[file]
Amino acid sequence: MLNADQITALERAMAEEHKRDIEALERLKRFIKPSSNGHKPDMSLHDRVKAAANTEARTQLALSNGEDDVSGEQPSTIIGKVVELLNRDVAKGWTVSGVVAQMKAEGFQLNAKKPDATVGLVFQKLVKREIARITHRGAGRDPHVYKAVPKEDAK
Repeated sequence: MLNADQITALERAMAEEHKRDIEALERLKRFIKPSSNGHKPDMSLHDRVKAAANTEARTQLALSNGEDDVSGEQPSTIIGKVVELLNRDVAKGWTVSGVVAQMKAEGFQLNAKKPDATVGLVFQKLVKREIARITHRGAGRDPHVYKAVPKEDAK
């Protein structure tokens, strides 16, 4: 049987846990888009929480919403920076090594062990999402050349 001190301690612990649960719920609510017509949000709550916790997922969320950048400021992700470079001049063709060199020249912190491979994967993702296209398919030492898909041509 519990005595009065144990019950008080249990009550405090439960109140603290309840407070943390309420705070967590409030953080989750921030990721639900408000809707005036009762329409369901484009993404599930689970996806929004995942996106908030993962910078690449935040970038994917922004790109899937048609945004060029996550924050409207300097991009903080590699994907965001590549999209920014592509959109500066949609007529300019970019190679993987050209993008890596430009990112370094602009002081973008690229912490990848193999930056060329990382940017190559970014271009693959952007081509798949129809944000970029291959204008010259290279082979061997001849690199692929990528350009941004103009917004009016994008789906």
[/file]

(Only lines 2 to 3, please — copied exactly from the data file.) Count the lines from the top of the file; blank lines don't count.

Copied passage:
Repeated sequence: MLNADQITALERAMAEEHKRDIEALERLKRFIKPSSNGHKPDMSLHDRVKAAANTEARTQLALSNGEDDVSGEQPSTIIGKVVELLNRDVAKGWTVSGVVAQMKAEGFQLNAKKPDATVGLVFQKLVKREIARITHRGAGRDPHVYKAVPKEDAK
């Protein structure tokens, strides 16, 4: 049987846990888009929480919403920076090594062990999402050349 001190301690612990649960719920609510017509949000709550916790997922969320950048400021992700470079001049063709060199020249912190491979994967993702296209398919030492898909041509 519990005595009065144990019950008080249990009550405090439960109140603290309840407070943390309420705070967590409030953080989750921030990721639900408000809707005036009762329409369901484009993404599930689970996806929004995942996106908030993962910078690449935040970038994917922004790109899937048609945004060029996550924050409207300097991009903080590699994907965001590549999209920014592509959109500066949609007529300019970019190679993987050209993008890596430009990112370094602009002081973008690229912490990848193999930056060329990382940017190559970014271009693959952007081509798949129809944000970029291959204008010259290279082979061997001849690199692929990528350009941004103009917004009016994008789906």